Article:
Colossians 1:3. We give thanks, etc. The Apostle usually begins with thanksgiving; comp. his earliest Epistle (1 Thessalonians 1:2) which exactly corresponds. The plural (‘we’) is probably occasioned by the mention of Timothy (Colossians 1:1); but in 1 Corinthians 1:4, Philippians 1:3, the singular occurs after others have been named in the address. The plural does not stand for the singular, but is used when the Apostle, in thought, associates others with himself. Some extend the reference here to the church in the house or place where the Apostle was; which seems uncalled for.
To God the Father of our Lord Jesus Christ ‘ And’ is to be omitted, although found in Aleph and A (retained by Tischendorf), because the copyists would be far more likely to insert it than to omit it. With this reading the sense is precisely the same as in the E. V., and as that of the alternate rendering given in Ephesians 1:3, though some nice grammatical questions are involved in the discussion of the Greek.
Always. This is connected by some with ‘praying,’ but since the thanksgiving is the more prominent point, it seems better to join it with ‘give thanks,’ there being no serious grammatical objections to this view. Comp. 1 Corinthians 1:4; 1 Thessalonians 1:2; 2 Thessalonians 1:3; Philemon 1:4.
When praying. The force of the participle is better expressed by supplying ‘when.
For you ’ The better supported reading here gives a different preposition from that usually occurring in this connection. But the difference ‘is extremely slight, if indeed appreciable’ (Ellicott). Although the Greek order would allow us to connect the phrase with ‘give thanks,’ it receives greater emphasis when taken with the word ‘praying,’ according to the usual view.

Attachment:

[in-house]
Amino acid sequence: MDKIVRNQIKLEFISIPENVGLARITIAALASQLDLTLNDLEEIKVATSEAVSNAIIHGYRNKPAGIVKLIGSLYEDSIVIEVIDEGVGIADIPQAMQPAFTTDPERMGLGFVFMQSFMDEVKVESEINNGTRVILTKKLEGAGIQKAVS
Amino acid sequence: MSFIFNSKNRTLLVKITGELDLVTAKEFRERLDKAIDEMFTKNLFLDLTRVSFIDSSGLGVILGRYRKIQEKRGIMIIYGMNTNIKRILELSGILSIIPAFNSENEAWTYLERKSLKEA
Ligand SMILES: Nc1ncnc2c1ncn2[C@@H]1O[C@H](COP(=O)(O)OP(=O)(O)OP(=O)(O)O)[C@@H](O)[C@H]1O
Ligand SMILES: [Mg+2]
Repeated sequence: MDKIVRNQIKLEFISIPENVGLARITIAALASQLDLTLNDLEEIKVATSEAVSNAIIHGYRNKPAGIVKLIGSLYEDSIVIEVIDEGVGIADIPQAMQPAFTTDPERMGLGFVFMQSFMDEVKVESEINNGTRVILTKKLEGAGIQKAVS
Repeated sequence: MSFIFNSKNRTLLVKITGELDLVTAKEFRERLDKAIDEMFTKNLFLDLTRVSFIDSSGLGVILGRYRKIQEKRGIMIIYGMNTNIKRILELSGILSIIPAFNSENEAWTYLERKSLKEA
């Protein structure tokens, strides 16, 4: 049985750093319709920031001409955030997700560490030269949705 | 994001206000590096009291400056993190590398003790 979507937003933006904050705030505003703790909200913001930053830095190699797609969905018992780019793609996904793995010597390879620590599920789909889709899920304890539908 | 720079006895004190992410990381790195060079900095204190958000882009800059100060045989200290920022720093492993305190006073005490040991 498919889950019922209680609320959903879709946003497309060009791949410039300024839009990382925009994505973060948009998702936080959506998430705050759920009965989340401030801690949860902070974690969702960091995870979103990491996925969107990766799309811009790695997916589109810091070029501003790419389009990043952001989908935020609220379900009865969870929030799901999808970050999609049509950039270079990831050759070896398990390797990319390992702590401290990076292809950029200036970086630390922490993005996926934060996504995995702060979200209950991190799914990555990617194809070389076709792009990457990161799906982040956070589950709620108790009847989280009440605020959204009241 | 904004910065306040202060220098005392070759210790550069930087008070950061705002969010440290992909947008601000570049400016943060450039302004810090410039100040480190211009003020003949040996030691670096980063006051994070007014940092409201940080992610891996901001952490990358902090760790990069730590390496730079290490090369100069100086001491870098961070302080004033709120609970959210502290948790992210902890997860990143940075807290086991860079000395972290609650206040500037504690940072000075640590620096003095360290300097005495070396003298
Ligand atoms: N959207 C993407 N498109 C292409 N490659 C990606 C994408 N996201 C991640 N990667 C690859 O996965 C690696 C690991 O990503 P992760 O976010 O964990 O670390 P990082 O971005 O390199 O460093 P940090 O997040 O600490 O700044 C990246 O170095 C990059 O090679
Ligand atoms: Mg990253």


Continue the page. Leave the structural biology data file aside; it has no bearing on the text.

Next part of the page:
I. The Apostle's Thanksgiving for the Faith and Love of his Readers.
This section might be termed ‘introductory,’ because of its personal character. Yet even here the doctrinal motive is apparent Paul usually begins with thanksgiving on behalf of his readers; but as he omits even such implied commendation in the Epistle to the Galatians, it may be inferred that the Colossian Christians, as a body, had not yet wandered from the truth.
But his thanksgiving to God (Colossians 1:3) for their faith and love (Colossians 1:4) and on account of the hope laid up for them (Colossians 1:5) has a deeper ground in the truth of the gospel, which had come to them (Colossians 1:6) through Epaphras (Colossians 1:7) who had brought tidings of them to the Apostle (Colossians 1:8). He joins the objective truth of the gospel and the subjective appropriation of it; together they are the occasion of his thankfulness to God. Thus be prepares the way for fuller statement of that truth and for admonitions to hold it fast.
I. DOCTRINAL PART: CHRIST THE HEAD OF ALL THINGS.